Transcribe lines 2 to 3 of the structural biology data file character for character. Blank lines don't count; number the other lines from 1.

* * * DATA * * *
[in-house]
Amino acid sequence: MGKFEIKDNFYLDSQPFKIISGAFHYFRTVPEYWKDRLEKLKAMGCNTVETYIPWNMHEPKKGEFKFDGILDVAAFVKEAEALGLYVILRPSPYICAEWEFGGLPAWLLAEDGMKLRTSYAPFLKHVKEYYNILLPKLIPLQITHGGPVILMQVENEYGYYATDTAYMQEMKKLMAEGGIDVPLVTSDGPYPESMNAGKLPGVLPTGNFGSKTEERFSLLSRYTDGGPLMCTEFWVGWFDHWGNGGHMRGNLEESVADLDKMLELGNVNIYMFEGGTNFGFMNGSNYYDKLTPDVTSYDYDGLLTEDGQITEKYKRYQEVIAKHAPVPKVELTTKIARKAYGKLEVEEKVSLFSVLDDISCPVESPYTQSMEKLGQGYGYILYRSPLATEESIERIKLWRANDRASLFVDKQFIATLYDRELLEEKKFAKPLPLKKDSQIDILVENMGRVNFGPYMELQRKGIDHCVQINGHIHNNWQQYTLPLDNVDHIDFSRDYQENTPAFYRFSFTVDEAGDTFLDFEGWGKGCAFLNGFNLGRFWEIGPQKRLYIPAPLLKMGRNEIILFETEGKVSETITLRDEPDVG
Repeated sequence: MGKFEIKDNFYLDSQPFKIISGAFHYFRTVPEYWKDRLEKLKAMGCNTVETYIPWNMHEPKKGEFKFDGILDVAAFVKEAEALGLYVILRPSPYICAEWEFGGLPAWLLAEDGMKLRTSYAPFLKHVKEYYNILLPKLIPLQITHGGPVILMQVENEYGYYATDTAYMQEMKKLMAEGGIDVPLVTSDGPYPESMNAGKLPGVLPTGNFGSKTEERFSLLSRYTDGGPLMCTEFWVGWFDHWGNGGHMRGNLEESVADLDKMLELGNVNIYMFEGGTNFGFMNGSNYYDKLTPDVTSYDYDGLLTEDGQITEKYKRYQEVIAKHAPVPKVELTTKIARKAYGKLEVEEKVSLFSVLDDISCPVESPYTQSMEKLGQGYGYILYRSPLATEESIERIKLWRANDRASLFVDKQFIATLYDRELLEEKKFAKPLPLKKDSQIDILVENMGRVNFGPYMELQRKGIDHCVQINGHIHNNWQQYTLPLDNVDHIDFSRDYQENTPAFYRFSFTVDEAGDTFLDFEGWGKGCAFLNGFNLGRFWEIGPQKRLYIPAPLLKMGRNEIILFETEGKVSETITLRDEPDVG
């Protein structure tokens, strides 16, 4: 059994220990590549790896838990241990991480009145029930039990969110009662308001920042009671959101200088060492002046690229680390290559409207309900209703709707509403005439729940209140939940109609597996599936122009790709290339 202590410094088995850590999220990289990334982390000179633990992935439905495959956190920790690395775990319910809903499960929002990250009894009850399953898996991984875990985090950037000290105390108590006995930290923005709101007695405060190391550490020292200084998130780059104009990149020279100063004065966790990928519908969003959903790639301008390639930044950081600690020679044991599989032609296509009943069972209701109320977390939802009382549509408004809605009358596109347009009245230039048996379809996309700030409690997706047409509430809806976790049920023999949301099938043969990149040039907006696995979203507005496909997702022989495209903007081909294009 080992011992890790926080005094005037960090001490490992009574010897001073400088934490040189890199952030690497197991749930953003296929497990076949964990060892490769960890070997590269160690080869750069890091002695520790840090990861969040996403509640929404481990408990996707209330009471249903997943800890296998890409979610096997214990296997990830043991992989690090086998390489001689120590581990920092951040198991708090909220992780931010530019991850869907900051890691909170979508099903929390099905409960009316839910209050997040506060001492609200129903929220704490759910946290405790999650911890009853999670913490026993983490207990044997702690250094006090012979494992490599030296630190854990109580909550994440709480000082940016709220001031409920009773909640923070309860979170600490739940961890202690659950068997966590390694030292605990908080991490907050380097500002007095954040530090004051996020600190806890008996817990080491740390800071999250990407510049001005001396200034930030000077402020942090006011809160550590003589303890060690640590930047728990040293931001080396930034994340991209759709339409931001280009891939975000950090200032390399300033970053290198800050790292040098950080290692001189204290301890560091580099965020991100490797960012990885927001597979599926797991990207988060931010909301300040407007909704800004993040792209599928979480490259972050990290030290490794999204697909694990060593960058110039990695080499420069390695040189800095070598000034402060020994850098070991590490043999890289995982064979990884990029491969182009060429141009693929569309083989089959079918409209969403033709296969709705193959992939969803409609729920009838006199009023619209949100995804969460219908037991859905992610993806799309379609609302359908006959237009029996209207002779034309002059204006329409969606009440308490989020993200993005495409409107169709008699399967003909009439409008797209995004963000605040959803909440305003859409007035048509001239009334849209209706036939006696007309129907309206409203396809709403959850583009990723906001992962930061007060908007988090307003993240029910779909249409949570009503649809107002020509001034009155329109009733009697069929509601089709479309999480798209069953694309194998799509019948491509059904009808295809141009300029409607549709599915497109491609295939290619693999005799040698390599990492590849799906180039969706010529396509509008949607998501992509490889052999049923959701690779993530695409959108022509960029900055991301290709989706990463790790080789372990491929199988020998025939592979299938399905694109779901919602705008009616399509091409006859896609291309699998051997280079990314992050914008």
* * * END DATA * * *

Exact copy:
Amino acid sequence: MGKFEIKDNFYLDSQPFKIISGAFHYFRTVPEYWKDRLEKLKAMGCNTVETYIPWNMHEPKKGEFKFDGILDVAAFVKEAEALGLYVILRPSPYICAEWEFGGLPAWLLAEDGMKLRTSYAPFLKHVKEYYNILLPKLIPLQITHGGPVILMQVENEYGYYATDTAYMQEMKKLMAEGGIDVPLVTSDGPYPESMNAGKLPGVLPTGNFGSKTEERFSLLSRYTDGGPLMCTEFWVGWFDHWGNGGHMRGNLEESVADLDKMLELGNVNIYMFEGGTNFGFMNGSNYYDKLTPDVTSYDYDGLLTEDGQITEKYKRYQEVIAKHAPVPKVELTTKIARKAYGKLEVEEKVSLFSVLDDISCPVESPYTQSMEKLGQGYGYILYRSPLATEESIERIKLWRANDRASLFVDKQFIATLYDRELLEEKKFAKPLPLKKDSQIDILVENMGRVNFGPYMELQRKGIDHCVQINGHIHNNWQQYTLPLDNVDHIDFSRDYQENTPAFYRFSFTVDEAGDTFLDFEGWGKGCAFLNGFNLGRFWEIGPQKRLYIPAPLLKMGRNEIILFETEGKVSETITLRDEPDVG
Repeated sequence: MGKFEIKDNFYLDSQPFKIISGAFHYFRTVPEYWKDRLEKLKAMGCNTVETYIPWNMHEPKKGEFKFDGILDVAAFVKEAEALGLYVILRPSPYICAEWEFGGLPAWLLAEDGMKLRTSYAPFLKHVKEYYNILLPKLIPLQITHGGPVILMQVENEYGYYATDTAYMQEMKKLMAEGGIDVPLVTSDGPYPESMNAGKLPGVLPTGNFGSKTEERFSLLSRYTDGGPLMCTEFWVGWFDHWGNGGHMRGNLEESVADLDKMLELGNVNIYMFEGGTNFGFMNGSNYYDKLTPDVTSYDYDGLLTEDGQITEKYKRYQEVIAKHAPVPKVELTTKIARKAYGKLEVEEKVSLFSVLDDISCPVESPYTQSMEKLGQGYGYILYRSPLATEESIERIKLWRANDRASLFVDKQFIATLYDRELLEEKKFAKPLPLKKDSQIDILVENMGRVNFGPYMELQRKGIDHCVQINGHIHNNWQQYTLPLDNVDHIDFSRDYQENTPAFYRFSFTVDEAGDTFLDFEGWGKGCAFLNGFNLGRFWEIGPQKRLYIPAPLLKMGRNEIILFETEGKVSETITLRDEPDVG